Don McKeown

15/09/14 – 12:00

The parallel lift boot door was a Harrington patent device, more usually used for side lockers because of often restricted space in coach stations.
It was obviously optional, as witness the side lockers on this example, and presumably cost more.
I wonder why Plaxtons didn’t take over this patent?

Andrew Goodwin

15/09/14 – 12:00

The last sentence of Diesel Dave’s caption mirrors my thoughts precisely, and I am three years even further down "Cynical Avenue" and proud of it !!

Chris Youhill

16/09/14 – 07:57

Sadly, Chris, I am but a babe in arms – but a cynical nearly 62 year old!

David Oldfield

16/09/14 – 07:58

The Harrington Grenadier was the last coach body with a curved window line, a peculiarly British trend which began in the 1930s. There were plans for it to be replaced by a development of the Legionnaire if Harrington had stayed in business.

Peter Williamson

16/09/14 – 07:58

As Andrew says the parallel lift mechanism was indeed a Harrington patent and some coaches I drove had a plate stating that fact. Regarding the side locker doors in a larger photo they are of the parallel lift type, I think they look as if they are hinged is because they were in the locked position which was achieved by lifting as normal and then pulling the top of the panel outward presumably to prevent accidents to fitters working underneath. Similar mechanisms can be seen on modern, but foreign, coaches although electrically powered.

Diesel Dave


Blackburn Corporation – Leyland Titan – PCB 25 – 25

Blackburn Corporation - Leyland Titan - PCB 25 - 25

Blackburn Corporation – Blackburn Borough Transport
Leyland Titan PD2A/24
East Lancs H35/28R

The local government reorganisation of 1974 resulted in the merger of the municipal fleets of Blackburn and Darwen. The initial livery was a compromise, using Darwen’s red and Blackburn’s green, although the shades of these colours were rather brighter than those previously used. The combined undertaking was titled "Blackburn Borough Transport", the word "Corporation" ceased to be used at this time (at least for bus fleets) except in Douglas The main subject of this picture is 25 (PCB 25) a Leyland Titan PD2A/24 with East Lancs H35/28R bodywork, one of twelve delivered to Blackburn Corporation in 1962; a further twelve identical vehicles followed in 1964. These followed batches of Guy Arab IV’s, and I’m sure the drivers will have appreciated the semi-automatic gearboxes on these Titans. Other vehicles of both Blackburn and Ribble can be seen, including the rear of an Atlantean in the previous Blackburn livery. After a few years a version of the latter livery was applied to the whole fleet.

The photograph was taken at The Boulevard bus terminus, which was right outside Blackburn Railway Station. This terminus served the town well until recently, but at the time of writing this area is a building site, with temporary traffic lights causing delays to buses entering or leaving the town from the south. A new bus station is under construction near to the market hall, and a temporary bus station has been built nearby. Nowadays the former municipal services are operated by Transdev Lancashire United, which revives a once proud name, although not in it’s original operating area.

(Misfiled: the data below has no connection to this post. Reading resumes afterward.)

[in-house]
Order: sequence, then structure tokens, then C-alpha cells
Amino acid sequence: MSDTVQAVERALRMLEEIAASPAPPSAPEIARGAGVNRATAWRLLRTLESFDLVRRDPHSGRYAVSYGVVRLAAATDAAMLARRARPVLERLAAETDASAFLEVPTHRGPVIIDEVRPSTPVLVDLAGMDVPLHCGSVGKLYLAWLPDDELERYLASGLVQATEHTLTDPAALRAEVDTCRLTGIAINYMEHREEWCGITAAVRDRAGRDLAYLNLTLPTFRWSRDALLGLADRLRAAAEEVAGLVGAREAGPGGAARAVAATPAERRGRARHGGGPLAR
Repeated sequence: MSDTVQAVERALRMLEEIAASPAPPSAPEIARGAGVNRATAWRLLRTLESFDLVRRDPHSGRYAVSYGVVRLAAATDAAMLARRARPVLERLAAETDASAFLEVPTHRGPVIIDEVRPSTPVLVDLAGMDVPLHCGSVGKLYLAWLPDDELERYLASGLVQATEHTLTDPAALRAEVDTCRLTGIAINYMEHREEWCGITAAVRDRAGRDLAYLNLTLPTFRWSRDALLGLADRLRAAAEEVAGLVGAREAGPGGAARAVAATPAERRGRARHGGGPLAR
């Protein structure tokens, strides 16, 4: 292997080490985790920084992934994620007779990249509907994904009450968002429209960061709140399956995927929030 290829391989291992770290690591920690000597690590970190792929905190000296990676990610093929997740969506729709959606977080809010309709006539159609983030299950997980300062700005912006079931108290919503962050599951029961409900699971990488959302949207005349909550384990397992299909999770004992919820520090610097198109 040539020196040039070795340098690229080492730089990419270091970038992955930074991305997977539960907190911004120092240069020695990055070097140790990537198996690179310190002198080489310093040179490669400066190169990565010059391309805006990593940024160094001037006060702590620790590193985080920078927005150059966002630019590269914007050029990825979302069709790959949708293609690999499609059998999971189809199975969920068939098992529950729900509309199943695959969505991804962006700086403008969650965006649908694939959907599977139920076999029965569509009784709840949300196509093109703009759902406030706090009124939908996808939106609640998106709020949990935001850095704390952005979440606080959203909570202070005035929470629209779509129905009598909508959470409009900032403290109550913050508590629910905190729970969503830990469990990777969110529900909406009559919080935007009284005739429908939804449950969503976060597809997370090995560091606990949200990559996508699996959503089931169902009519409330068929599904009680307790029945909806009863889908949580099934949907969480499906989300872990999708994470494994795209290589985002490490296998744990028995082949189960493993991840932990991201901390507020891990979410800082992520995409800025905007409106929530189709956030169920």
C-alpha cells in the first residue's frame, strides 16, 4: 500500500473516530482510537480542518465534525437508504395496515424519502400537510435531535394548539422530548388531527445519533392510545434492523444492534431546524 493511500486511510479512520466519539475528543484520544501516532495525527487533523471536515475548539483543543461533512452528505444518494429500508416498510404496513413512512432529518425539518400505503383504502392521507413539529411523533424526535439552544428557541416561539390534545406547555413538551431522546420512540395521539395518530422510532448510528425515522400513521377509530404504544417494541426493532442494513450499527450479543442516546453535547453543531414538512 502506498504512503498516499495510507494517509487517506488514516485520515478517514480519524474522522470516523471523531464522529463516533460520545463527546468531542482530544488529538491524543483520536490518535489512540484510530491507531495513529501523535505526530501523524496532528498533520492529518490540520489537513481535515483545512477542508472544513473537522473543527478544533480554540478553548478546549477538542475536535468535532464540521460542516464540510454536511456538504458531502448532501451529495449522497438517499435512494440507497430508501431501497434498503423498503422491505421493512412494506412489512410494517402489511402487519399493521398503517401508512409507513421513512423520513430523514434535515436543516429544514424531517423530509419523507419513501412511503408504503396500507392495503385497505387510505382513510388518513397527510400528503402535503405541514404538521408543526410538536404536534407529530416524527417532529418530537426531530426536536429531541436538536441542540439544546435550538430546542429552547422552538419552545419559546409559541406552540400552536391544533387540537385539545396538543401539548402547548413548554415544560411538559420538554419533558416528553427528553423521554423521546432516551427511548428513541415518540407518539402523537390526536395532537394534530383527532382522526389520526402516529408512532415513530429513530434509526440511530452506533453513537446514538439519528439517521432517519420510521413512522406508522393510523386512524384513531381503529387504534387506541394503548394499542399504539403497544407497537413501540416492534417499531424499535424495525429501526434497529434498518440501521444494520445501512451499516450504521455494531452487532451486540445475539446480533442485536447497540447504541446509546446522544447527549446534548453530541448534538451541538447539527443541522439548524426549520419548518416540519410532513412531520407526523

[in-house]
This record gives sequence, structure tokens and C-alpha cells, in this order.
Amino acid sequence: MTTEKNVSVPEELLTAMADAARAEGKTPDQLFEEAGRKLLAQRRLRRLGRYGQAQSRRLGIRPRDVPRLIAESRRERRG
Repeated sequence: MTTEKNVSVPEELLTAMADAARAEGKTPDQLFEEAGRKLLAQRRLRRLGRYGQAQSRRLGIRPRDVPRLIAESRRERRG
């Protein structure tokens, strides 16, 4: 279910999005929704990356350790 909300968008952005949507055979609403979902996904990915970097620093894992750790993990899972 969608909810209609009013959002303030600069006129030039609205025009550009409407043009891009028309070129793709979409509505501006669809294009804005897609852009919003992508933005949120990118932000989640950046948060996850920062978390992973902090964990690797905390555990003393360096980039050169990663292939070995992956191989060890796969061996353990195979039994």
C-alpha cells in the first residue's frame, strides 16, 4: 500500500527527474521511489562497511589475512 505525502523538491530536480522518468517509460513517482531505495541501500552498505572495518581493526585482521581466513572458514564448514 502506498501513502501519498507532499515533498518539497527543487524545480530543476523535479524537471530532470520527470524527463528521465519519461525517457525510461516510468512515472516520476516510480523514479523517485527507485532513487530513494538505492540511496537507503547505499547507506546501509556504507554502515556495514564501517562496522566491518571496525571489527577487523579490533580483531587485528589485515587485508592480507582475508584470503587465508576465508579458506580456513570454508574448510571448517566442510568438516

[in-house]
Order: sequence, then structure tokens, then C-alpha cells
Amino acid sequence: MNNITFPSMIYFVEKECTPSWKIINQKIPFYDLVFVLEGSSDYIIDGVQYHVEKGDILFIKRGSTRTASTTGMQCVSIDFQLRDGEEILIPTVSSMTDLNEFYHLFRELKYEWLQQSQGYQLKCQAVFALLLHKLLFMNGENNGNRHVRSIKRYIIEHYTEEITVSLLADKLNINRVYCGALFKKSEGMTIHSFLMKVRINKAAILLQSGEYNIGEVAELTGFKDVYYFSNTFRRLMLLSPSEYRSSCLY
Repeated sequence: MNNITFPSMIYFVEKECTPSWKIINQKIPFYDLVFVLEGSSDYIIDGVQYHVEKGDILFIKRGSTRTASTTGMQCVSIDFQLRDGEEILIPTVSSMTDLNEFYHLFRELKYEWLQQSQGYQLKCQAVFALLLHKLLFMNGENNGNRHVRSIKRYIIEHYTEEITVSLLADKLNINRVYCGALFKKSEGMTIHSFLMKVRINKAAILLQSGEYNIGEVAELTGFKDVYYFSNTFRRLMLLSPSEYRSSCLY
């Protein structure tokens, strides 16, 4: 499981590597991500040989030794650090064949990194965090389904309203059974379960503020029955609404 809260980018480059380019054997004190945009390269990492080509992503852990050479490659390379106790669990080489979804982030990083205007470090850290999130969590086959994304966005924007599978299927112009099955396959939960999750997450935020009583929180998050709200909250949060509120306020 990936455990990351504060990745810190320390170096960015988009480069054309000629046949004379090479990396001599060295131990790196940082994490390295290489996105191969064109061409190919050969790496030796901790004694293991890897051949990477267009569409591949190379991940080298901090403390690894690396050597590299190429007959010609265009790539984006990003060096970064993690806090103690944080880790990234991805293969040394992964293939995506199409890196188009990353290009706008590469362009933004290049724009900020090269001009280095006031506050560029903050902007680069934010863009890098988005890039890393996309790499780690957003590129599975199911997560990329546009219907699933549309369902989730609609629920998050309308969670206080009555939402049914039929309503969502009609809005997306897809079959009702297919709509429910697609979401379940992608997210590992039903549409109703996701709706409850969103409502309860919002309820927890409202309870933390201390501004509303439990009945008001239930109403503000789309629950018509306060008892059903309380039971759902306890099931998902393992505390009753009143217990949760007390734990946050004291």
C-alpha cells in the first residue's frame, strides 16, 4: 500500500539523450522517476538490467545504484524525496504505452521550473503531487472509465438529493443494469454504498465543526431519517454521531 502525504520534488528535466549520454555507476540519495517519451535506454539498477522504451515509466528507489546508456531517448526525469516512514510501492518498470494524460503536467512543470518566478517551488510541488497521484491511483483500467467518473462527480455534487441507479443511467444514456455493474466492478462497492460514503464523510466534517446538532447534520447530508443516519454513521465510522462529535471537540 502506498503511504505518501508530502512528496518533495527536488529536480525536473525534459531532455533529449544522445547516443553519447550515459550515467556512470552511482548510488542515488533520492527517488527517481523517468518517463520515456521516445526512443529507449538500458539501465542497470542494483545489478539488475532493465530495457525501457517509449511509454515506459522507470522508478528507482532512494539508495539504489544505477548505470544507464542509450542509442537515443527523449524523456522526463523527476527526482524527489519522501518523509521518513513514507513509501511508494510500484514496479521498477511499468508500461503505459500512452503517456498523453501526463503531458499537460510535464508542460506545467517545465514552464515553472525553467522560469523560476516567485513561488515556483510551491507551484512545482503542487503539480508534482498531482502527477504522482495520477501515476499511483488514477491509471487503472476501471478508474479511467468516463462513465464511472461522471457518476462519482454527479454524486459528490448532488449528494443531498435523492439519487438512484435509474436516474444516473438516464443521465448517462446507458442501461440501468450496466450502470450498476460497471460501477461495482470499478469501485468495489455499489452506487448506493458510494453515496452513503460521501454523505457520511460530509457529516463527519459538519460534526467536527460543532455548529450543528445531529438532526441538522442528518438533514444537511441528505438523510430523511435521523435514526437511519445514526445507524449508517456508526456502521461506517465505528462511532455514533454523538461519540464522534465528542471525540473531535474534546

Photograph and Copy contributed by Don McKeown

11/09/14 – 077:00

Don, there was another exception – Barrow-in-Furness Corporation Transport. Buses proudly carried the fleet name ‘Barrow Corporation’ well into the 1980s. They retained their smart cream and dark blue livery and a coat of arms too. Nice picture with plenty of background interest which captures the era well.

Mike Morton

13/09/14 – 06:35

The semi-automatic PD2 (as opposed to PD3) was a pretty rare vehicle really. And I don’t recall the centrifugal clutches rattling on these PD2s the way they did on Ribble, Wigan, Preston etc PD3s when idling.

Michael Keeley

14/09/14 – 07:26

There were indeed more semi-automatic PD3s built for UK operators than semi-automatic PD2s, but not all that many more.
I can think of 391 PD2s, whereas the total for PD3s was, I think, about 580. The main customer for two-pedal PD2s was Glasgow Corporation Transport, which took 325. Others operators which spring to mind are Blackburn (24), Leeds (20), Huddersfield (6), Manchester (6), Swindon (5), King Alfred (2), Ramsbottom (1), Walsall (1), Demonstrator (1).
Taking Glasgow out of the equation gives 66 PD2s and about 440 PD3s, so, outside Glasgow, two-pedal PD2s were indeed relatively rare. There’s no way a centrifugal clutch couldn’t rattle, so if the Blackburn PD2A/24s didn’t rattle then there’s no way they could have been centrifugal clutch, they must have been fluid flywheel, which is what I would have said they were anyway.
Of the Ribble two-pedal PD3s, only 1706-1800 were centrifugal clutch, the final batch (1815-50) being fluid flywheel.
All two-pedal Preston PD3s were centrifugal clutch, but they only took the one batch (of seven), choosing manual transmissions for all subsequent PD3s.
I never seriously encountered the Wigan PD3s, sorry.

David Call

16/09/14 – 07:52

Never realised Glasgow had so many, their half-cabs were long gone by the first time I visited that city. Come to think of it, it was only the Ribble 1700s that rattled. The Wigans rattled with a vengeance as evidenced by the video of HEK 705 on Youtube. Some early Atlanteans had centrifugal clutches I believe, but had them quickly replaced by fluid flywheels, what did they sound like I wonder.

Michael Keeley


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Old Bus Photos from Saturday 25th April 2009 to Thursday 18th September 2014